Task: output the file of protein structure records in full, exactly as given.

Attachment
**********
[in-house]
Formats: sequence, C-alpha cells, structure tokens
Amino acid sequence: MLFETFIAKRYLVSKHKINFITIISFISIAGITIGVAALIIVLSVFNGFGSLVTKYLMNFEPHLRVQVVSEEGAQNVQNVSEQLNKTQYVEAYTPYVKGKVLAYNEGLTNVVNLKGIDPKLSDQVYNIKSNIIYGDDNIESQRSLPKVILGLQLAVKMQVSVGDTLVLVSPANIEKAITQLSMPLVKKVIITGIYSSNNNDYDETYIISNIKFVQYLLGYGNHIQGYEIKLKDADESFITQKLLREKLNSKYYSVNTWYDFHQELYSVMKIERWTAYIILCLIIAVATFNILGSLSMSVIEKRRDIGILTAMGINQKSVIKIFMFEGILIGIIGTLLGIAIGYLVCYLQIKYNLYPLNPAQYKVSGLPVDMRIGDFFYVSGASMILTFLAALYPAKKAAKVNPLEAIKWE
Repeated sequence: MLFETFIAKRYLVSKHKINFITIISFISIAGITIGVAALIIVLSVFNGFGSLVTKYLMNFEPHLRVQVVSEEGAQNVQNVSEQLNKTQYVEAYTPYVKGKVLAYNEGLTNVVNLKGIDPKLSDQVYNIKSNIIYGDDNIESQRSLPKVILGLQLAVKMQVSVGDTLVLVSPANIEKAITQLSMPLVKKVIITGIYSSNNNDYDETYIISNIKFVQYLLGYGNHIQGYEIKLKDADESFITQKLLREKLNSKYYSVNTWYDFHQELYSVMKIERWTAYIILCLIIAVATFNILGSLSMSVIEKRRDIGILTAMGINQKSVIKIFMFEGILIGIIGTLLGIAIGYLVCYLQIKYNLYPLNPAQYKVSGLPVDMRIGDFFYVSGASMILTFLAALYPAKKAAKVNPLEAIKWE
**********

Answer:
[in-house]
Formats: sequence, C-alpha cells, structure tokens
Amino acid sequence: MLFETFIAKRYLVSKHKINFITIISFISIAGITIGVAALIIVLSVFNGFGSLVTKYLMNFEPHLRVQVVSEEGAQNVQNVSEQLNKTQYVEAYTPYVKGKVLAYNEGLTNVVNLKGIDPKLSDQVYNIKSNIIYGDDNIESQRSLPKVILGLQLAVKMQVSVGDTLVLVSPANIEKAITQLSMPLVKKVIITGIYSSNNNDYDETYIISNIKFVQYLLGYGNHIQGYEIKLKDADESFITQKLLREKLNSKYYSVNTWYDFHQELYSVMKIERWTAYIILCLIIAVATFNILGSLSMSVIEKRRDIGILTAMGINQKSVIKIFMFEGILIGIIGTLLGIAIGYLVCYLQIKYNLYPLNPAQYKVSGLPVDMRIGDFFYVSGASMILTFLAALYPAKKAAKVNPLEAIKWE
Repeated sequence: MLFETFIAKRYLVSKHKINFITIISFISIAGITIGVAALIIVLSVFNGFGSLVTKYLMNFEPHLRVQVVSEEGAQNVQNVSEQLNKTQYVEAYTPYVKGKVLAYNEGLTNVVNLKGIDPKLSDQVYNIKSNIIYGDDNIESQRSLPKVILGLQLAVKMQVSVGDTLVLVSPANIEKAITQLSMPLVKKVIITGIYSSNNNDYDETYIISNIKFVQYLLGYGNHIQGYEIKLKDADESFITQKLLREKLNSKYYSVNTWYDFHQELYSVMKIERWTAYIILCLIIAVATFNILGSLSMSVIEKRRDIGILTAMGINQKSVIKIFMFEGILIGIIGTLLGIAIGYLVCYLQIKYNLYPLNPAQYKVSGLPVDMRIGDFFYVSGASMILTFLAALYPAKKAAKVNPLEAIKWE